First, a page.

We drove up to Jack's Creek campground north of Santa Fe Monday evening and slept in our vans over night. We were on the trail by 7AM yesterday morning with our sights set on the 12,500 feet peak of the East Pecos Baldy mountain. It's 9 miles from the campground to the peak with a 4,100 feet incline over those 9 miles. By the time we hit the Pecos Baldy Lake - which is a natural resting place before ascending to the peak - a storm started brewing in the east. We quickly ate and began our final climb, and as we did, the thunder began to roar in the distance.
When we were about 200 feet from the top, it began to rain. The storm was moving in fast, so much so that a group of hikers who were very close to the top decided to turn back. They passed us heading down, warning us of the high winds above. Pat asked me what I thought we should do. I couldn't tell him what I really wanted to do...die! By that time, I was hurting. The air was thin, the climb was getting steeper and steeper, and the trail was covered with jagged, shifting rocks. The thin air and steep incline forced us to stop to catch our breath about every 20-30 feet that we climbed. As exhausted as I was, we were so close to the top that I didn't want to turn back. So, I told Pat that we should go for it...and we did.
The boys scurried on ahead (oh to be 12 again!), and Pat and I forged on. When we reached the top, we were greeted by a monstrous cloud wall heading right toward us. It was quite surreal. Knowing that we were completely exposed to the storm at 12,500 feet, we quickly slapped high fives, took a few pictures, and promptly began our ascent back down. As we raced off of the peak, the clouds roared in and enveloped us. At times, we could barely see each other. It was truly "a walk in the clouds." Amazingly, we didn't get very wet, and once we were off the summit, the clouds seemed to roll around us but not over us.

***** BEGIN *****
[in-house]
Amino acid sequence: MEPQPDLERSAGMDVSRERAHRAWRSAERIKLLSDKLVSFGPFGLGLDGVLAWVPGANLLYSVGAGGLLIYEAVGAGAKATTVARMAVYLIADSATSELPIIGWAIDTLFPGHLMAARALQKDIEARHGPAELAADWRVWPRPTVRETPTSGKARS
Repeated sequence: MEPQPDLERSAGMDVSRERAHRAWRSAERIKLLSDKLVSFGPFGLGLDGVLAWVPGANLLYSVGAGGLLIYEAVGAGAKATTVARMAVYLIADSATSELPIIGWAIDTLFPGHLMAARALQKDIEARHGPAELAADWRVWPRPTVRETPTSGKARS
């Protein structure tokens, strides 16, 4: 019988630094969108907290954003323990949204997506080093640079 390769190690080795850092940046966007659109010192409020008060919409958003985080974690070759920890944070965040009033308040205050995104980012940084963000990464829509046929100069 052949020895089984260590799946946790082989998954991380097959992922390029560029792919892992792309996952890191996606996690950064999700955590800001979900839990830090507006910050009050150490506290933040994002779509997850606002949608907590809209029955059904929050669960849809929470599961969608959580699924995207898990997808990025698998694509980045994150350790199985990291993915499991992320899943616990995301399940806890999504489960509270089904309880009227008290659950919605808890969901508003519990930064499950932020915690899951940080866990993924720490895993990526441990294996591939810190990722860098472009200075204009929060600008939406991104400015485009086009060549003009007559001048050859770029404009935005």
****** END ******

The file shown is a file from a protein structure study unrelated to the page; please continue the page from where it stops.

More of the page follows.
I wish I could tell you some deep spiritual truth that I learned while walking in the clouds, but I really can't think of any. It was a bit frightening, but I really was fully aware that God was in control during all of it. I was actually more concerned about how bad I felt, knowing that the climax of conquering the peak meant that we were only half way done with the hike. We had nine more grueling miles to go to get back to the camp!
All in all, it was an awesome experience. Nothing like being with your son and some good friends on top of the world! However, I don't think I'll ever do that hike again! As I write, I'm lying in bed applying an ice / heat regiment to my left knee. I think I really messed it up yesterday, so please pray for me. I don’t know whether this is something that will get better as the rest of my sore body does or not. Please pray that it does.
I'm not opposed to trying to conquer some of New Mexico's other mountain peaks, I just want to find some that I can park a little closer to next time!